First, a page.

SELF-HELP ON SELF-DAMAGE

Leave WebMD and self-help books to the hypochondriacs and the, um, victory- challenged. How about some morbid snark that, between the mocumentary exploration of a fantasy hypochondriac’s world and the encyclopedia of the world’s hardly-credible worst maladies, manages to sneak in some actually smart, functional health advice?

Then check out 192 pages of it in The Complete Manual of Things That Might Kill You. We dig their prescription — after all, the healthiest approach to health may just be not thinking about it too seriously. Do it any other way, and the worrying alone can kill you.

This jewel is part of California design company Knock Knock‘s Self-Hurt series, rubbing ailed shoulders with manuals on traumatizing your children, getting in debt, procrastinating, and driving like a maniac.

We swear we didn’t contribute to any of them.

GLOCAL CULTURE

kiosk |ˈkēˌäsk|: a small open-fronted hut or cubicle from which newspapers, refreshments, tickets, etc., are sold.

Kiosks are also one of the best parts about traveling abroad. Tucked in the street corners of Brazil, sprawled on the market walks of Turkey, lined up on the organized sidewalks of Sweden, kiosks are where you find all those material mementos, big or small, that bring the just-traveled cultured to your worldly home.

KIOSK is also the web incarnation of the eponymous SoHo brick-and-mortar store that sells unobjectionably cool objects from across the globe.

These cultured folks travel the world, then build globally-local collections of anonymous objects from different countries. Each country gets a 4-to-6-month run on the online store, where select products from that foreign land not otherwise sold in the US can be found. KIOSK aims to gather things “by not one personality but things that are the result of local aesthetics and needs.” But once something’s gone, it’s gone — so grab those Finnish gymnastics shoes before some other hobo-hipster does.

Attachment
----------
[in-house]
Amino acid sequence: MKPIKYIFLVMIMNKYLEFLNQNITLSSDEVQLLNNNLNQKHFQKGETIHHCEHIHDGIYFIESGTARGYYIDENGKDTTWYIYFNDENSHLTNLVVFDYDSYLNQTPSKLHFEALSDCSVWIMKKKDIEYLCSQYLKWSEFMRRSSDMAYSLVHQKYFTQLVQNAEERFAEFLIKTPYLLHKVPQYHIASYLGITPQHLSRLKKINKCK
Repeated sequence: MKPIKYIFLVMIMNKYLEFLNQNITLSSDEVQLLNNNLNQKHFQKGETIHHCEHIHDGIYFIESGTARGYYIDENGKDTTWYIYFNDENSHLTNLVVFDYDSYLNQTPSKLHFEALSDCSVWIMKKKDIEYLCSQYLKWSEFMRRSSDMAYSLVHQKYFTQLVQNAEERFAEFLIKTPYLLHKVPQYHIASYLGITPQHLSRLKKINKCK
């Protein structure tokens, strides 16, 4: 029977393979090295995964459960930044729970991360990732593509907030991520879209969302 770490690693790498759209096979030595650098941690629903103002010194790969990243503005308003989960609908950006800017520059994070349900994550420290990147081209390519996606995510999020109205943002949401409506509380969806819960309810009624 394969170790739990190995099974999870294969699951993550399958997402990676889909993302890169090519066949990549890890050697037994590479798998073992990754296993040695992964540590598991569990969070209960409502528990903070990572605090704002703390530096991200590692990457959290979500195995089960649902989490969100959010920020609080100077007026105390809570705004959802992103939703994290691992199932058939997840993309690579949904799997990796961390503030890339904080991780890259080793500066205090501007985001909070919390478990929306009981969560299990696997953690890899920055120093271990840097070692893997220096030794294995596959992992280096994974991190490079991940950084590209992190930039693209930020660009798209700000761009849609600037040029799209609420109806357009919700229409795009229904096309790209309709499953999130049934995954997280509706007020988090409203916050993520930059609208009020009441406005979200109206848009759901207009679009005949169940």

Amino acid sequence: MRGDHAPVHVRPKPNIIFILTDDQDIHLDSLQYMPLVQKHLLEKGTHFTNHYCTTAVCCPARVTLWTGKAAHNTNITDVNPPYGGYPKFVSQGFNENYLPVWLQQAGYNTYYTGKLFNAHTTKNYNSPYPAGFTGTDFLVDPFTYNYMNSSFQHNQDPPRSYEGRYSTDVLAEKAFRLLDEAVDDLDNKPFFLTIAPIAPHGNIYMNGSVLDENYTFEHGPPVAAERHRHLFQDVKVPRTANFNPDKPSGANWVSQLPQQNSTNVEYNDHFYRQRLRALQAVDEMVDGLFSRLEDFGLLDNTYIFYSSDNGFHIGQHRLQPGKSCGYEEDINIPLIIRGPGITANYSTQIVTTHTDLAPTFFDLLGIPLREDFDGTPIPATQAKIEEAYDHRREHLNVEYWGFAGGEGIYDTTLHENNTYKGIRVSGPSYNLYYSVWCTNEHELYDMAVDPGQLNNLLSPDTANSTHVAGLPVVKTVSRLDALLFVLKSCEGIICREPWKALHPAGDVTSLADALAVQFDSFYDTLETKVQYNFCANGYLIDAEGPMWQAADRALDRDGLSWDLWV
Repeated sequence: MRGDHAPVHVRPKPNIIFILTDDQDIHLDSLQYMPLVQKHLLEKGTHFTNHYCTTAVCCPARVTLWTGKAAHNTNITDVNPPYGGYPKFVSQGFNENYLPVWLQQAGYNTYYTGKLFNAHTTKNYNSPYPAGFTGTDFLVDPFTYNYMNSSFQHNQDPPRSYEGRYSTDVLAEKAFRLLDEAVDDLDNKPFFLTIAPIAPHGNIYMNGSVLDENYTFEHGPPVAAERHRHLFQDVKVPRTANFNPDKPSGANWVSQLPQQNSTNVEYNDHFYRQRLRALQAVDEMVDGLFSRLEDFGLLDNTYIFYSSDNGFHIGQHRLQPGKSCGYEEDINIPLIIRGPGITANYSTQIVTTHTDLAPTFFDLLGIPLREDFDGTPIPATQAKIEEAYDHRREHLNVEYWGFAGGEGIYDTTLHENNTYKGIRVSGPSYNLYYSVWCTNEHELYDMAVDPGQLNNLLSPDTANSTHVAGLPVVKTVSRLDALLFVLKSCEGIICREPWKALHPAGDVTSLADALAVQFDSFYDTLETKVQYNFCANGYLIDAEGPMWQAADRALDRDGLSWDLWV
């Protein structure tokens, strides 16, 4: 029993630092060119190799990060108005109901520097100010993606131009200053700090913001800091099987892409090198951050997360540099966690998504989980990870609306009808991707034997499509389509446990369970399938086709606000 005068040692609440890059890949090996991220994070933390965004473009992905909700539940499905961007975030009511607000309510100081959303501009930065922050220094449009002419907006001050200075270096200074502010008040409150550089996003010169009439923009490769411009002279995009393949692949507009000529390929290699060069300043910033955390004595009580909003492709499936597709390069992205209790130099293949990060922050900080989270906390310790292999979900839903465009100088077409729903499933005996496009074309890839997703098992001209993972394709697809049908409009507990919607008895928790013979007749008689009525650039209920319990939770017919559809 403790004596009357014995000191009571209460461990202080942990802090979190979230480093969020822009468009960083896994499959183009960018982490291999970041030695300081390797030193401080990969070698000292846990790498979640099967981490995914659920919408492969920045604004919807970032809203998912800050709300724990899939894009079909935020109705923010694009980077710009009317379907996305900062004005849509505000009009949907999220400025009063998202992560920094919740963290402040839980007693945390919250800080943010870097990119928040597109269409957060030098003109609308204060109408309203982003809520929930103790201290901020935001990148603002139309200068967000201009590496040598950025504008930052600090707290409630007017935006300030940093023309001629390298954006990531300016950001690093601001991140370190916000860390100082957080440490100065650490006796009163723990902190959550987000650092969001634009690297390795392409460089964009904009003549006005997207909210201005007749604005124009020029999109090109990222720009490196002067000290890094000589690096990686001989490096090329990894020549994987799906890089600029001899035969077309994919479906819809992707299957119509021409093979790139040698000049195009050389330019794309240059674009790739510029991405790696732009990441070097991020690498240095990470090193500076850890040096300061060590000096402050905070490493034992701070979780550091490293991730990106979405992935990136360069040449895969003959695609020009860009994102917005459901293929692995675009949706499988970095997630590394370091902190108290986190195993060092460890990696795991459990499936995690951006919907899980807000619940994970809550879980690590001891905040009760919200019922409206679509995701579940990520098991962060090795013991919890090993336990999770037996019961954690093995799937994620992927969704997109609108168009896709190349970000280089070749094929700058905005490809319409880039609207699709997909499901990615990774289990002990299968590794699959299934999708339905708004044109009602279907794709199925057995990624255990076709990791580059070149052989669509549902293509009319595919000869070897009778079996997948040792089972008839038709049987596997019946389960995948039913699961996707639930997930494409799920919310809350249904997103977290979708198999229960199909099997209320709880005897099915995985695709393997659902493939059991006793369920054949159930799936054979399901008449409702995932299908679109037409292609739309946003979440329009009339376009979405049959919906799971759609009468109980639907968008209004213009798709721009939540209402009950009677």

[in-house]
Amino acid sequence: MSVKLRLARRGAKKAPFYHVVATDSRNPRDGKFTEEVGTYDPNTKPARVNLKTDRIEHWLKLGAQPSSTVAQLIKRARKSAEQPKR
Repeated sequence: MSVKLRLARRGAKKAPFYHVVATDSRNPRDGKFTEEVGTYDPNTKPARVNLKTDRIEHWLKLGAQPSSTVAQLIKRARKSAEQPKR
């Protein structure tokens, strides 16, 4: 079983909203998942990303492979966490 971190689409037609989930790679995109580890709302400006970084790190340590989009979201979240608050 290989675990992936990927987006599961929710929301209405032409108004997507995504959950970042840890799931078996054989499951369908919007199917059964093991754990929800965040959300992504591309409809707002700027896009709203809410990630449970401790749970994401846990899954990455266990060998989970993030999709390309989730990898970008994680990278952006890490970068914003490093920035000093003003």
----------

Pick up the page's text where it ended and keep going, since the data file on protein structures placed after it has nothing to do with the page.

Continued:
The current collection hails from Finland. (We swear, this week’s overdose of the world’s sixth happiest nation is a mere coincidence and not a reflection of some odd Finnish fetish.) You can also catch up with the ongoing collection of countries past. And check out their blog, where they reveal we have a shared love for GOOD Magazine.

And if you’re lacking, or slacking, on your thoughtful and creative holiday gift shopping, do turn to KIOSK’s 2007 gift sets. Or at least fire up those hint-dropping skills and tell the givers you’re expecting from that you’re eyeing the stuff.

FOOD FOR ABSOLUTELY NO THOUGHT

Whoever thought the ultimate unhappy ending could ever be amusing. Seems like the guys behind the Blue Ball Machine did. Nope, it’s not world’s most mischievous android tease. It’s something the purpose of which is not quite clear, but something indulgently vertigo-inducing without the aid of controlled substances — and that’s gotta count for something.

Watch the little balls waltz across their factory dancefloor to the sound of an electro-classical circus mind-driller.

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And oh how many ways there are to enjoy the Blue Ball Machine. You could somberly reflect on your own destiny as a tiny blue ball in the well-oiled machine that is society. You could ponder the existential purpose of the little spheres’ perpeto-mobilesque journey. Or you could stare blankly at the screen for 4 underslept, hung-over hours.

We don’t judge.

STREET PICKINGS

If you’ve been in Philly for longer than an hour, chances are you’ve noticed the numerous murals — old, new, mosaic, painted, pseudo-graffitied — glaring from the facades of the cityscape.

Intended to lift our communal spirits, inspire a sense of pride and glory, or do God (the mayor?) knows what, they’re often ironically lurking from the walls of the grimmest blocks like silk-woven bandages on a gangrened limb. We couldn’t help seeing the inspiration/desperation contrast between this particularly glorious mural from several decades ago and the homeless woman sleeping on the cold sidewalk beneath it one chilling winter morning.